Don’t mix the power and ground of different areas of circuitry
The noise created by one area of circuitry, such as a power supply, can be devastating for digital circuitry. Power supplies usually should have an area of the power and ground planes isolated for their use, just as the digital and the analog regions of the planes should be separated. These areas often should be tied together, but they should be connected at only one point to avoid the creation of any unintentional antennas that could radiate EMI.
Avoid the use of split planes, and exercise caution when routing traces nearby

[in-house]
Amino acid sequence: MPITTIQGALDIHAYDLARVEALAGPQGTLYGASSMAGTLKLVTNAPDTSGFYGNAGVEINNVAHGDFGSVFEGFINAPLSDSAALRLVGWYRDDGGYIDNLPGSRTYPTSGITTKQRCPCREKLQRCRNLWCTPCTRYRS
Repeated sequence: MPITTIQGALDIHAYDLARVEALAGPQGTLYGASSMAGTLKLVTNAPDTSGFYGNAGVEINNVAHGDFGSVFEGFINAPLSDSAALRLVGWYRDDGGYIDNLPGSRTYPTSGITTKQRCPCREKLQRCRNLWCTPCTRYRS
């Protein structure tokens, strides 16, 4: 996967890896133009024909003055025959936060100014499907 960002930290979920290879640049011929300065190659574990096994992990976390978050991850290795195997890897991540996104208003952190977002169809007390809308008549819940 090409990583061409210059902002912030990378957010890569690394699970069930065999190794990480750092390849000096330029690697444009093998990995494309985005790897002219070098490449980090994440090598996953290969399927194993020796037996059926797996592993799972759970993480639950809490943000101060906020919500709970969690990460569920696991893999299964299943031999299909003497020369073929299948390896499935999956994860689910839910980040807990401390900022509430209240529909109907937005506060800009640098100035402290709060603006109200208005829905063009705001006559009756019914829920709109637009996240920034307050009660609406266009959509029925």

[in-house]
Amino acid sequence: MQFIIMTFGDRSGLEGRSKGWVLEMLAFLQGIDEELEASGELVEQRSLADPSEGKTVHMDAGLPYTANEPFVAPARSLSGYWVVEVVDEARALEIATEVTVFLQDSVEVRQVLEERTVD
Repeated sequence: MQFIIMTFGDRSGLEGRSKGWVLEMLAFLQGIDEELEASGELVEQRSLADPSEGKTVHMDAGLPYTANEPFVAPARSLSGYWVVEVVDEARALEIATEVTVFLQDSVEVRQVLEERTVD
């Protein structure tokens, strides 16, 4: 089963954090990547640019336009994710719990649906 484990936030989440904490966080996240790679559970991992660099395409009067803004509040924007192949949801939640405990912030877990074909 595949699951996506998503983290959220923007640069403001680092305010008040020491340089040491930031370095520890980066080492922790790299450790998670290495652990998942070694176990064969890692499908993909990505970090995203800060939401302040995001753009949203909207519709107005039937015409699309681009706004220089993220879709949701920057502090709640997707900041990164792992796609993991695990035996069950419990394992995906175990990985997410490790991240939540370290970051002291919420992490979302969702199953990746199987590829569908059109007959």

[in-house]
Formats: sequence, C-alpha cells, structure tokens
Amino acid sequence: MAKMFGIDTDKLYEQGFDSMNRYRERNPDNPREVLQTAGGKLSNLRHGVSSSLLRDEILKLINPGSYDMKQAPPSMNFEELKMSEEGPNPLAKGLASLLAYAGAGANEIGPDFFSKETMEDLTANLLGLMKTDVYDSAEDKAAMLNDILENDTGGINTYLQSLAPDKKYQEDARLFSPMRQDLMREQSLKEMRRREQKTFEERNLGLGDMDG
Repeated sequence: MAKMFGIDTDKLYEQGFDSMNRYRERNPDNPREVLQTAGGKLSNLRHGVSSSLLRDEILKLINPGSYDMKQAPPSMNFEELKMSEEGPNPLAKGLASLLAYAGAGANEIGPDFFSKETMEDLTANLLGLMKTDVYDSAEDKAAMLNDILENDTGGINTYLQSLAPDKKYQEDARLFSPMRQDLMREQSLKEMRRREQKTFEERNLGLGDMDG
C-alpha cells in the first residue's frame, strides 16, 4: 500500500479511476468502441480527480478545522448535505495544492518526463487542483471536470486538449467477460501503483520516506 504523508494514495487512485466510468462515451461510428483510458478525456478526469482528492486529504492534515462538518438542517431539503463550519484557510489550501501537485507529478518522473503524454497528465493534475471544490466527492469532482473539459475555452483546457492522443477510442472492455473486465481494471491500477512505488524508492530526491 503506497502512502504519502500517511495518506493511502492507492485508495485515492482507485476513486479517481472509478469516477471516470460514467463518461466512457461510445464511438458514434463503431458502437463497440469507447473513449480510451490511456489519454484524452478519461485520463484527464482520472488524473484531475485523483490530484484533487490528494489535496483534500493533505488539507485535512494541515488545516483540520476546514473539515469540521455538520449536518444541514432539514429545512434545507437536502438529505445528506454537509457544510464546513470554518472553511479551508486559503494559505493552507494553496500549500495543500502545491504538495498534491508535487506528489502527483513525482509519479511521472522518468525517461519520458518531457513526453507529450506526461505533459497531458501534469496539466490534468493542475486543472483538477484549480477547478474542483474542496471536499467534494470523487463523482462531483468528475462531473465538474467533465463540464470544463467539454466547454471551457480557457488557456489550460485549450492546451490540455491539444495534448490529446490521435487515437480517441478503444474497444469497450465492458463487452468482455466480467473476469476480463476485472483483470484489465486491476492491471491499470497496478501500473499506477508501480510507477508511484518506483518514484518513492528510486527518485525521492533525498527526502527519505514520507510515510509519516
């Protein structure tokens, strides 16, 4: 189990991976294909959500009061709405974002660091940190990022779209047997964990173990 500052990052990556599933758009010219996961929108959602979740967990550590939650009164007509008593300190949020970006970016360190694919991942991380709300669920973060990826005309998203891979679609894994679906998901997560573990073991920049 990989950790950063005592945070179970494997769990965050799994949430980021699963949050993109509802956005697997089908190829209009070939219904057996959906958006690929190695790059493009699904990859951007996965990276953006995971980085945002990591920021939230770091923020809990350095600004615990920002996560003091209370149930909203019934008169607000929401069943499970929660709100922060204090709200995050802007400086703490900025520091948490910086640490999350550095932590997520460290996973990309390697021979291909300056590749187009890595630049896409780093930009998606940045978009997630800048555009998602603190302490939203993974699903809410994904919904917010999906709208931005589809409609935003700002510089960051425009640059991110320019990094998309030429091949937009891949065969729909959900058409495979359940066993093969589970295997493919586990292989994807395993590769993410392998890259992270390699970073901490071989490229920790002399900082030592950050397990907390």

A split plane is often used to consolidate the circuitry and reduce the layer count of the circuit board. For sensitive signals, a split plane can create a lot of EMI by blocking that signal’s clear return path on the reference plane. If you are using split ground planes in your board, make sure you do not route traces across the split. If a trace needs to cross from one area to another, route it across the point where the two ground splits are connected. This will give that signal a clear return path across the split planes.
Functional Partitioning for Thermal Considerations and Ease of Use